College Chaplain Reflection – November 17, 2016

November 16, 2016

Christ, the Lord of History and Prince of Peace

This Sunday the Church will celebrate the Feast of Christ, the King of the Universe. Amidst the ongoing turmoil of history, we turn again to the One whom we acknowledge as Lord of all. Unlike the rulers of this world though, Jesus did not announce his rule from a lofty throne. Rather, his kingship was revealed on the Cross, where the words -‘Jesus of Nazareth, King of the Jews’, where written up as a bit of a laugh by his tormentors.

Why is this significant? Because his kingdom is not one of force, but of grace. His Cross was not a victory in the worldly sense, but it was in fact the truest victory ever won, because it was a victory over sin and death and therefore set us free from the shackles that bind us.

Notice the difference here. At their best, a worldly ruler will curtail some of our freedoms and place on us some burdens in exchange for a limited peace. Jesus rules us by lifting our heaviest burdens and granting us true freedom by the grace of his Cross. His reign is over our hearts, and therefore it opens the way for us to true and lasting peace.

In fact, there is no other path. Peace is not merely an absence of conflict, no matter how extended that truce. Neither is it the suppression or control of aggressive forces. True peace is only found in the annihilation of those inner forces that drive us apart. It is only found when each and every person desires the good of the person they are facing. In other words, it is only found when our hearts, and that means my heart, is purified by love. And that can only be achieved by the grace of the Cross. What was Jesus’ prayer as his executioners nailed him to the Cross? -Father, forgive them.- Those words contain a radical depth of meaning that goes beyond that gruesome scene. They are a clear path for us.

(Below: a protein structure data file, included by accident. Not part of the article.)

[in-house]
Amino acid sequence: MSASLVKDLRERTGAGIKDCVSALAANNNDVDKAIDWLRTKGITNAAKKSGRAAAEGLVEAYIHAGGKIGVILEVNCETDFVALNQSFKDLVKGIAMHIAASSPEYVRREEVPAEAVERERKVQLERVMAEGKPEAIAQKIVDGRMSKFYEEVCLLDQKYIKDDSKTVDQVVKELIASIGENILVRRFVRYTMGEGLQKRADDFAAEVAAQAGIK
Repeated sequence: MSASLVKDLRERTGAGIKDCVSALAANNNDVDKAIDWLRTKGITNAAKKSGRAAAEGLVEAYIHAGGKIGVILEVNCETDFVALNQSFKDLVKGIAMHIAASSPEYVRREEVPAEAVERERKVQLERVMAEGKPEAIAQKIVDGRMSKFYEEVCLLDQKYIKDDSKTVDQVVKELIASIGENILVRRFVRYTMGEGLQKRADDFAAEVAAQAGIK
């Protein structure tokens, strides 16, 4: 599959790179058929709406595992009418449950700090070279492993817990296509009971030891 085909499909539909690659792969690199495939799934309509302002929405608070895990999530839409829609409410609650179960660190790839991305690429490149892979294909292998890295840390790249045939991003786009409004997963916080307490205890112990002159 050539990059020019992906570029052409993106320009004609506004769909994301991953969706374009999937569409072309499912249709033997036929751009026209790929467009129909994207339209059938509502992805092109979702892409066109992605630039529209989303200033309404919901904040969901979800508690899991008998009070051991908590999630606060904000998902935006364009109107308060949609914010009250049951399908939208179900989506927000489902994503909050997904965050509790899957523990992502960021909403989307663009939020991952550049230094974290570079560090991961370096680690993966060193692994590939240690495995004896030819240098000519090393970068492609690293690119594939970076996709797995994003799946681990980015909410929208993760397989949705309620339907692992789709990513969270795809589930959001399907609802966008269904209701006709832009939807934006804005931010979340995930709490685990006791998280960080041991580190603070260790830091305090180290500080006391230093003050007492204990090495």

When I said Mass for the Year 9 students last week I shared a quote with them. It is worth repeating here. It is from writings of Etty Hillesum, a Dutch Jew, who even in the midst of the terror of the Holocaust was able to find that path to peace.

She recalls a conversation with her communist friend, Klaas Smelik (senior): -‘It is the only thing we can do, Klaas, I see no alternative: each of us must turn inward and destroy in himself all that he thinks he ought to destroy in others. And remember that every atom of hate we add to this world makes it still more inhospitable.’ And when Klass, -‘dogged old class fighter’ he’s always been, objects, -‘But that- that is nothing but Christianity!’ she replies, -‘Yes, Christianity, and why ever not?’ (Brendan Purcell, -‘where is god in suffering?, pp 83-84).